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testimony has been right on point. I wish every Member of the House could hear it. I would be happy to yield to my friend. Mr. SNYDER. I think as I talk to members, Mr. Chairman—and I don’t want to belabor this—but in terms of the topics chosen, a lot of the testimony here today, the discussion was on the export controls, which I don’t think is on people's mind. I think there are other questions out there. You are absolutely correct. Do inspections work or not, and how could they work, and will we achieve the goal of disarmament? We had Dr. Kay and his colleague here a couple weeks ago. But, I think more common questions I am hearing from members are issues about if there was military action what would it look like, what would be the ramifications on the war on terrorism, what would be the potential cost in American lives and lives of allies, those kinds of questions that we have not addressed yet. The other point I would make is while I, you know, watch the Senate hearings and I can read op eds, to this point we have not had anyone before this committee, I don't think, that has expressed some of the concerns as expressed by General Zinni and General Clark. I know you are doing the best you can with these very abbreviated week schedules, but I think questions can be more fully aired if we have people who have differing views. I appreciate you. I don’t mean to belabor it. Mr. HUNTER. Understand, my friend, I am going to try to get General Clark to be here. If you would like to have General Zinni, maybe we can get them both at the same time. I like to hear different points of view. I think it is necessary for this debate. There have been discussions in closed session about—that go to potential military operations, but I think that it was pretty wise of the secretary not to talk about proposed military operations in open SeSSIOI). At any rate, we really appreciate these two gentlemen being with us. I noticed our distinguished ranking member is here, Mr. Skelton. You have as much time as you wish, sir. Mr. SKELTON. Just a comment—two things. Number one, in some instances it has been difficult to get a minority person to come in on the short notice that we have had. Number two, we have inquiries in today to far more than those you named to see if they will testify, and some of them have indicated willingness to do so in closed hearing. I think in some cases it would be excellent for the American people to hear them. But, we will do our best and continue to do our best. I am not sure if the gentleman knows of the extensive efforts we have made. But, as Harry Truman says, we have done our damnedest so far to get them; and we hope we can fulfill your expectations with people thinking on all sorts of sides of this very, very important and complex issue. Mr. SNYDER. Thank you. Mr. HUNTER. And, Mr. Skelton, did you have any other questions that you wanted to ask the witnesses? Mr. SKELTON. The only other question—I think that Dr. Hamza did answer it, but assume, Doctor, that the Saddam Hussein regime is removed. What do we do with the various scientists and engineers the day after? Dr. HAMZA. That is a very good question, sir. Actually, Saddam already found an outlet for them. As a cover, he had to let them in to do some civilian work. So that when the inspector comes after them, they say, “We are not working on a weapons program. We are doing oil exploration or we are doing—building a refinery or we are building a power station.” They built Iraq's power station, not the generators themselves, but the control rooms and such. They built telephone exchanges. Now, if you call Iraq in two rings, you get anybody you want in Iraq. Of course, this is to get Iraq ready, the communications system, in case of war so an order can go fast between towns and to the required personnel. You have a very professional and very proven groups now which can be really used to rebuild Iraq. They already rebuilt Iraq after the Gulf War. We had no communications system, no telephones, no power, no gas; and they got all that back in line. Get them back to do that. They could— The Iraq system is really right now run down. Iraq need huge effort to rebuild and reconstruct, and these people can do that. So, I think these scientists and engineers are already, because of the cover required for their work, are already in the civilian sector. They just can be made to do that full time instead of part time just for show and just to cover themselves against inspectors or against whoever comes looking for them. Mr. HUNTER. Thank you, Mr. Skelton. Mr. Milhollin, is there any other—having looked—you have looked at the Export Administration Act, the proposal that was put forth by the House Armed Services Committee and also by the International Relations—did you look at the International Relations Committee's product? Dr. MILHOLLIN. Yes, I did, but that has been some time ago. Mr. HUNTER. Okay. Are there any—is there any advice that you would like to give us on those pieces of legislation? I mean, we are moving into this—it is interesting we are moving into this at a time when we are contemplating the passage of an Export Administration Act. At the same time, we are poised to have to spend a lot of American resources and risk American lives, perhaps, to eliminate the product of Western technology, some of it American technology, that passed under a previous regime. So my question is, having learned this difficult lesson, is there any advice that you would recommend with respect to this act? It can be general or specific. Dr. MILHOLLIN. Well, first, general. I think my question—my answer earlier was that this really is historically obsolete, the law we are looking at. It was framed—it was negotiated, framed, debated, drafted before September 11th. We need to go back and start over. It doesn’t fit the new period of history we are living in. I think that if people of good faith and goodwill put their heads together in the next session of Congress, we can come up with an export control law that would be specifically designed to combat terrorism and that a majority of Congress could support.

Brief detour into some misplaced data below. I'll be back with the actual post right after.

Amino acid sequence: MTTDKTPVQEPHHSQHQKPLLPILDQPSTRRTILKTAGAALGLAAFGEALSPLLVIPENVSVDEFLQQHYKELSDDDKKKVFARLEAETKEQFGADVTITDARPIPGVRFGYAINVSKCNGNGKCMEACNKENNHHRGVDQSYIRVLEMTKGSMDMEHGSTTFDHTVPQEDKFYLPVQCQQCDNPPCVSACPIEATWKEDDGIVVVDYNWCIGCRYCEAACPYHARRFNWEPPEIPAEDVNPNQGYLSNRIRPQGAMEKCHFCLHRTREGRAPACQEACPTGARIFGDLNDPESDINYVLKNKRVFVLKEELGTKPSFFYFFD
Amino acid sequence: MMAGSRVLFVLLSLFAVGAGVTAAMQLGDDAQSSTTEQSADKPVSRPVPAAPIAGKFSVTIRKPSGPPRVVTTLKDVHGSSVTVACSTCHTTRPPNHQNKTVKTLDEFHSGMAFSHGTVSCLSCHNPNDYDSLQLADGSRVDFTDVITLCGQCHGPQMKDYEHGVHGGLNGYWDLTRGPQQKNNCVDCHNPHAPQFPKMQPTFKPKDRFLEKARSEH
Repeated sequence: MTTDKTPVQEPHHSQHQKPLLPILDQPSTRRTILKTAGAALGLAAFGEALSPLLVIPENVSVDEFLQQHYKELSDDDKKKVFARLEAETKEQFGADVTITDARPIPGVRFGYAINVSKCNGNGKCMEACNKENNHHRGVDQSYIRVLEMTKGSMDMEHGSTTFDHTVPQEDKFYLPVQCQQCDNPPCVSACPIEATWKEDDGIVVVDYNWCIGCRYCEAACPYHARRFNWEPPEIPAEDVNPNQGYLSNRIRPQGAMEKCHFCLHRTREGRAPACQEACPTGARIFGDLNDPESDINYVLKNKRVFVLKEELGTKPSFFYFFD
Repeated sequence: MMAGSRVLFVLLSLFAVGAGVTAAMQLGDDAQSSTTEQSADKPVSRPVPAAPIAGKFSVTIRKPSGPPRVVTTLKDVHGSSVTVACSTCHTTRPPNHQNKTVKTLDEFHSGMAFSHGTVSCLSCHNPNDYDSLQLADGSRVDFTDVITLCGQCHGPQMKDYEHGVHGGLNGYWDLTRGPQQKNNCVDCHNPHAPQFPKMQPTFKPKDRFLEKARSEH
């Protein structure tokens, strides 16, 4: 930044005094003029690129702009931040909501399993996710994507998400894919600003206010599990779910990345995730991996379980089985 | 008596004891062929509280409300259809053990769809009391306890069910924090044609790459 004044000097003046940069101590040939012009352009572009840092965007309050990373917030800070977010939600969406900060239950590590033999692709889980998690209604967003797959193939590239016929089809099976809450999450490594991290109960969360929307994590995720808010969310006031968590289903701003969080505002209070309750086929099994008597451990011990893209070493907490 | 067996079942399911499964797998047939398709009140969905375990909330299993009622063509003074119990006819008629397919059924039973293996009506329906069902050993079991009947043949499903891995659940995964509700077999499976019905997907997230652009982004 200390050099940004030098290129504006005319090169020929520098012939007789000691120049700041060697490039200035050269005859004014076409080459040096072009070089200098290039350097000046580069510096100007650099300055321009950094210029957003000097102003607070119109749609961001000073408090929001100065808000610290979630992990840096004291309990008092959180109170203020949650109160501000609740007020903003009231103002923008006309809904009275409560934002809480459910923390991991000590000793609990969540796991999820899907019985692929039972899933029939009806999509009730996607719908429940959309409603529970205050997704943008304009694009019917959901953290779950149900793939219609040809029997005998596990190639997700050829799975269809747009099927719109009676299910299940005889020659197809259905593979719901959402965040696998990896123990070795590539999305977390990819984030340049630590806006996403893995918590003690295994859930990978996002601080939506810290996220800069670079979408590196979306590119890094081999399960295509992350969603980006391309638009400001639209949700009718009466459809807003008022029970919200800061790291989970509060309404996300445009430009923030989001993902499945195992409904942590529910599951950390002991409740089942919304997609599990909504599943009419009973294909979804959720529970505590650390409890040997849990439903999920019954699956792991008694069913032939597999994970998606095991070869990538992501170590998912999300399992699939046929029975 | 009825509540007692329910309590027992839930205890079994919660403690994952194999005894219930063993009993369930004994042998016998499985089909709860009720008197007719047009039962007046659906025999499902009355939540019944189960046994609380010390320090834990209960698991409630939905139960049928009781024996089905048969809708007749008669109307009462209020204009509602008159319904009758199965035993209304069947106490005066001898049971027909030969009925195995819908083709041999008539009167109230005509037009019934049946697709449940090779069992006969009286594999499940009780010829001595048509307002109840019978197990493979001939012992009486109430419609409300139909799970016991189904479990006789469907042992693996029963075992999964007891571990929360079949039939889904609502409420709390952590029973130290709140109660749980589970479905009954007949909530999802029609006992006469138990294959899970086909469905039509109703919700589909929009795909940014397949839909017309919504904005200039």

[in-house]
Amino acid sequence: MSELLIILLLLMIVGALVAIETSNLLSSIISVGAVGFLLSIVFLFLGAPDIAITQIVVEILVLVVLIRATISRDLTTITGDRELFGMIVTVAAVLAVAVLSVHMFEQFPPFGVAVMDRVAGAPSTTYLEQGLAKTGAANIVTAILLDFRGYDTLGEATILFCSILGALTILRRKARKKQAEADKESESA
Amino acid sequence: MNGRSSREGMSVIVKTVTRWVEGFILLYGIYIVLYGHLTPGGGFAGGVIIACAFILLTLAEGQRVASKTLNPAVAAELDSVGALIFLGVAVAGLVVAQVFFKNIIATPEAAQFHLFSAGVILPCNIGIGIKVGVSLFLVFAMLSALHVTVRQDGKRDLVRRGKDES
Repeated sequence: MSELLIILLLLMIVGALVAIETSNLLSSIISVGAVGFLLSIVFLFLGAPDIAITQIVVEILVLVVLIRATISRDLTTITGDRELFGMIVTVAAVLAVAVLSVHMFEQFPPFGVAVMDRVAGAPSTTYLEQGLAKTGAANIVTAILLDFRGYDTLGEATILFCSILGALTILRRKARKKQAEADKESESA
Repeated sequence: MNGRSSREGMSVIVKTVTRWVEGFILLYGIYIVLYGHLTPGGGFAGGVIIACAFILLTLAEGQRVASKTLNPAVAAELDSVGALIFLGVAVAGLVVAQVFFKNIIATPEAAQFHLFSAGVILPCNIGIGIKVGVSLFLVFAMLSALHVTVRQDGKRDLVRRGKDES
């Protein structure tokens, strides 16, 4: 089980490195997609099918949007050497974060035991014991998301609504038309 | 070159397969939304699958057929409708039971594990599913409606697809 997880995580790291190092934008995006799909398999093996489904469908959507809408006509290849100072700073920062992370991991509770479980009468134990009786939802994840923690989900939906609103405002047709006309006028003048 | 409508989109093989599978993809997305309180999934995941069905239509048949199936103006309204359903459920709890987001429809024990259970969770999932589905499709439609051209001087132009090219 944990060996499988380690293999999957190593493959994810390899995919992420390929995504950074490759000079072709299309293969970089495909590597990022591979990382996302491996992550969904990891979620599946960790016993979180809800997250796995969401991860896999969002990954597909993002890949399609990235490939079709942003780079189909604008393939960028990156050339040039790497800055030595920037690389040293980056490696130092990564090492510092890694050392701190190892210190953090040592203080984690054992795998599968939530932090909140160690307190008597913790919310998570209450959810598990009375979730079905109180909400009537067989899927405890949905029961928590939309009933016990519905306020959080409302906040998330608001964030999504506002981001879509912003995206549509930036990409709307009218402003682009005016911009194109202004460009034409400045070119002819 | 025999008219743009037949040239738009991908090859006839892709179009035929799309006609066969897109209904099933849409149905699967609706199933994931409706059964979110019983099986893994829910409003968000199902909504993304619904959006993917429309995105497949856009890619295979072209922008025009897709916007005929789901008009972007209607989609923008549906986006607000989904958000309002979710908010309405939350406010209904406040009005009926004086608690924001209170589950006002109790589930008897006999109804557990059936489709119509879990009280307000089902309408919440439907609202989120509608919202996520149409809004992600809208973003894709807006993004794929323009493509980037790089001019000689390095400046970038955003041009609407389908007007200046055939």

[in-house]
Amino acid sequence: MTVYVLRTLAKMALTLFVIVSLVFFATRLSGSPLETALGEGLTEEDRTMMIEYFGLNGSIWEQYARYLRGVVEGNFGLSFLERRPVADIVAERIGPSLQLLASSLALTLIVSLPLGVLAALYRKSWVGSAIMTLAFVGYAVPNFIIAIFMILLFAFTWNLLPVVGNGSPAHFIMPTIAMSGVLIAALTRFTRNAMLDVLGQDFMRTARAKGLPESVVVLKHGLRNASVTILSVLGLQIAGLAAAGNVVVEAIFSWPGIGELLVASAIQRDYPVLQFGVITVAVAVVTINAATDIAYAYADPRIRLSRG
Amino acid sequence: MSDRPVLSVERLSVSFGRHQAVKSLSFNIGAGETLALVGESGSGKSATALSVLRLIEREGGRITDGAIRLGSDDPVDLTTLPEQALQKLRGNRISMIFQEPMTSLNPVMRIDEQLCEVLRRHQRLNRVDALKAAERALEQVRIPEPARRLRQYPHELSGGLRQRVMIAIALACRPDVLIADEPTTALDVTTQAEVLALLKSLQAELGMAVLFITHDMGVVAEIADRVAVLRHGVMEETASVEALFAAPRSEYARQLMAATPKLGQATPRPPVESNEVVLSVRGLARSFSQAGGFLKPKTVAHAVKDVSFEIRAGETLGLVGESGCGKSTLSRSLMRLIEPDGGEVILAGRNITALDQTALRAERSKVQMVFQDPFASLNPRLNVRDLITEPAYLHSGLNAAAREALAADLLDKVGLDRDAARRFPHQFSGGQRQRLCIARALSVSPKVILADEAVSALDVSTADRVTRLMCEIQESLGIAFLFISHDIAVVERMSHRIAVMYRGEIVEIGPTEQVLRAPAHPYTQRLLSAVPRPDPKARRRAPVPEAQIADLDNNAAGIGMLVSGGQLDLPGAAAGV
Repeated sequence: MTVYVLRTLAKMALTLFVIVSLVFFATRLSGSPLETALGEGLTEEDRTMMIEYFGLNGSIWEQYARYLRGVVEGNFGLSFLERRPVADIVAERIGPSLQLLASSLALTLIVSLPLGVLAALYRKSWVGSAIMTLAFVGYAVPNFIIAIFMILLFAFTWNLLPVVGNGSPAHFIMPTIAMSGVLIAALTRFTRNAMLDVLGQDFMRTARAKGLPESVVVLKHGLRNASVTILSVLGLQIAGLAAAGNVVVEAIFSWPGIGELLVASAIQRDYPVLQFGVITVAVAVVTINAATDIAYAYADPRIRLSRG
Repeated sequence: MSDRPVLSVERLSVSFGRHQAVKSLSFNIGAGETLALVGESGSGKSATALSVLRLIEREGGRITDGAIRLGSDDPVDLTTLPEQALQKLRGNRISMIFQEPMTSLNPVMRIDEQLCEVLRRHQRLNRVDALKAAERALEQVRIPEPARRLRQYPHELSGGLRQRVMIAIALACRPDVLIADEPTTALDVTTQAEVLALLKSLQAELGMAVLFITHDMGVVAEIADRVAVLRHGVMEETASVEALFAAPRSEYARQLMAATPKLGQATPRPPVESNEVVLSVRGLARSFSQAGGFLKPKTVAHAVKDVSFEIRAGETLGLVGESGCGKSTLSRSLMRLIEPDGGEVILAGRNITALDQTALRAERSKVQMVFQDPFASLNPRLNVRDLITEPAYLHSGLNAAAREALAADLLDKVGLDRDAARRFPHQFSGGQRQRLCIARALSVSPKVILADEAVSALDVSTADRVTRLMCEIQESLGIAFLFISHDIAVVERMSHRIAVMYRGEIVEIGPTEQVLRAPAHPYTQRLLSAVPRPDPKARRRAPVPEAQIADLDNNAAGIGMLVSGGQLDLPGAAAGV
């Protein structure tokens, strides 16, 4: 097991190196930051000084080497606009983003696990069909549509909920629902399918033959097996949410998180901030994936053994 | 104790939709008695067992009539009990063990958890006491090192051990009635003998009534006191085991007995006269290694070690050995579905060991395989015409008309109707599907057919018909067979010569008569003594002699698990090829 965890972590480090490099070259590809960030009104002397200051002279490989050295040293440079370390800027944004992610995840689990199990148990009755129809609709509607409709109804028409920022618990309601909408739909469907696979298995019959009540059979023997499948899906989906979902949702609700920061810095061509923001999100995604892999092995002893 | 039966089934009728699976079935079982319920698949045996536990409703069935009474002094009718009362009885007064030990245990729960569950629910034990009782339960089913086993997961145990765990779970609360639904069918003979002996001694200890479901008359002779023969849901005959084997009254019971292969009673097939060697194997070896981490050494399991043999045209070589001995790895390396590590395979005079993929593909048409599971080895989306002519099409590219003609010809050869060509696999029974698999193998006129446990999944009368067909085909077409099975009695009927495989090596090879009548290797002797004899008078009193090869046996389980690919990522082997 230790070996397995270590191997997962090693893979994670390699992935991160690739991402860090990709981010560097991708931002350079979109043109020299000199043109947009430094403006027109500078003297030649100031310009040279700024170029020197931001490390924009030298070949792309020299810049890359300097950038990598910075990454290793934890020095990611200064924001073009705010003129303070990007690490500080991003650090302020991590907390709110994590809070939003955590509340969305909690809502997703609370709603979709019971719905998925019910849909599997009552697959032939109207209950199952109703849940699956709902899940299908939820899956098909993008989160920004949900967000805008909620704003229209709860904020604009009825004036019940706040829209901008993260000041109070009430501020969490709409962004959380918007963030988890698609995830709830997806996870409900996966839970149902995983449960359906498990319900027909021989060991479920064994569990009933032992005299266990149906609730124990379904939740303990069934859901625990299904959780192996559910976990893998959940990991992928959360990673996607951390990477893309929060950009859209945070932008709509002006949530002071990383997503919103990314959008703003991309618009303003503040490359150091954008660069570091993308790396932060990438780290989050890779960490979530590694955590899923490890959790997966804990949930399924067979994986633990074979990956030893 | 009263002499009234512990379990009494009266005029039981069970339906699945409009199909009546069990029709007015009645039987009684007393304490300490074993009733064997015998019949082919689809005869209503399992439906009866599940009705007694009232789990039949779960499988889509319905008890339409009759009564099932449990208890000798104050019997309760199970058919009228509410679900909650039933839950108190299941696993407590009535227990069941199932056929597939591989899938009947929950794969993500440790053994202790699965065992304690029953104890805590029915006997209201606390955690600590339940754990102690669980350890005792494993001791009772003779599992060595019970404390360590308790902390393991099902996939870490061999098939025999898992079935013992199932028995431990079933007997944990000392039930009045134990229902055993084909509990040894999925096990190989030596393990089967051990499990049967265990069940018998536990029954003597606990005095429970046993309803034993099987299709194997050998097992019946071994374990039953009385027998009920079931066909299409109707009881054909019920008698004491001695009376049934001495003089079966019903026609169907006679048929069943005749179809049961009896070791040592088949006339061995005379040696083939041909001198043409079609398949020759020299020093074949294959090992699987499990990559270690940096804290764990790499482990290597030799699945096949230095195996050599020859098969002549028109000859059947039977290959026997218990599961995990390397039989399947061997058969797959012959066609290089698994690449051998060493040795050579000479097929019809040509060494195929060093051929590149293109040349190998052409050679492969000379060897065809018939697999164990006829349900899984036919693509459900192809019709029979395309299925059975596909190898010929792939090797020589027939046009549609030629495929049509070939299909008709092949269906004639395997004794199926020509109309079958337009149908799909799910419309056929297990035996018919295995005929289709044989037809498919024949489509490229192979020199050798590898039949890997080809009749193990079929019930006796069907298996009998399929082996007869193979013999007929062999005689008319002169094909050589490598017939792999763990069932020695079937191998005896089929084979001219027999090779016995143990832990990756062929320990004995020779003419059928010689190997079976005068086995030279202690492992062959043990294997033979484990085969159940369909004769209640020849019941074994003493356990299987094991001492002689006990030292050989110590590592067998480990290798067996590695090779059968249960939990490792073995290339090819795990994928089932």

Second specific comment would be that the legislation got stronger as it progressed through Congress, and the strongest version, the version that most adapted to protect our national security, is the version that finally came out of this committee. So, if Congress is going to pass anything, it should pass the version of the bill this committee put together. The next—the most desirable outcome would be to pass nothing. The second would be to pass the version of the bill that this committee put out. The third would be to pass the version of the bill that the House International Relations Committee put out. And, I think, the unacceptable alternative would be to pass the Senate bill as it was enacted. So, that is my advice. Mr. HUNTER. Thank you very much. We are joined by Congressman Simmons who is—I consider him to be a national asset because he has a member of the committee who has a great background in intelligence, and I know he is got some questions. So, Mr. Simmons, you are recognized. Mr. SIMMONS. Thank you, Mr. Chairman; and I apologize for being detained. Listening to the testimony this morning and then reading the testimony reminded me of Casey Stengel's comment, “Deja vu all over again”. I had the opportunity to serve my country abroad about 30 years ago in a location in the Far East where a weaponization program appeared to be taking place. I was assigned to the embassy there, and one of my duties was to be the Export Transactions Officer, to review exports from the standpoint of whether they contributed to nuclear proliferation. During my three-year tour there, I encountered many of the things that have been raised here today with regard to Iraq. I encountered that one of the greatest suppliers of technology and resources was the United States of America. I also encountered that European countries—the Netherlands, France, Germany and others—were also suppliers; and that while we were trying to implement a nuclear proliferation or nonproliferation pre-regime, our own country and our allies were contributing to the problem that we faced. When inspectors came into the country to look for evidence of the program and the weaponization, they would end up going to sanitized sites. I think the doctor very pointedly testified that when these activities occur in a country, they will do everything in their power to keep them from the eyes of a curious world. In my experience, very strong diplomatic pressures were brought to bear which effectively curtailed this program, at least at the time I was involved; and the difference then and now is that we have a country where perhaps diplomatic pressures from the United States alone are not enough. So, my question to you is, are there diplomatic or export opportunities that we can exploit, either ourselves or through the United Nations, through the IAEA or other organizations, that we can take advantage of now over the short-term that would be steps short of surgical strikes or in fact introducing forces into the country? Are there opportunities like that that we should be focusing on?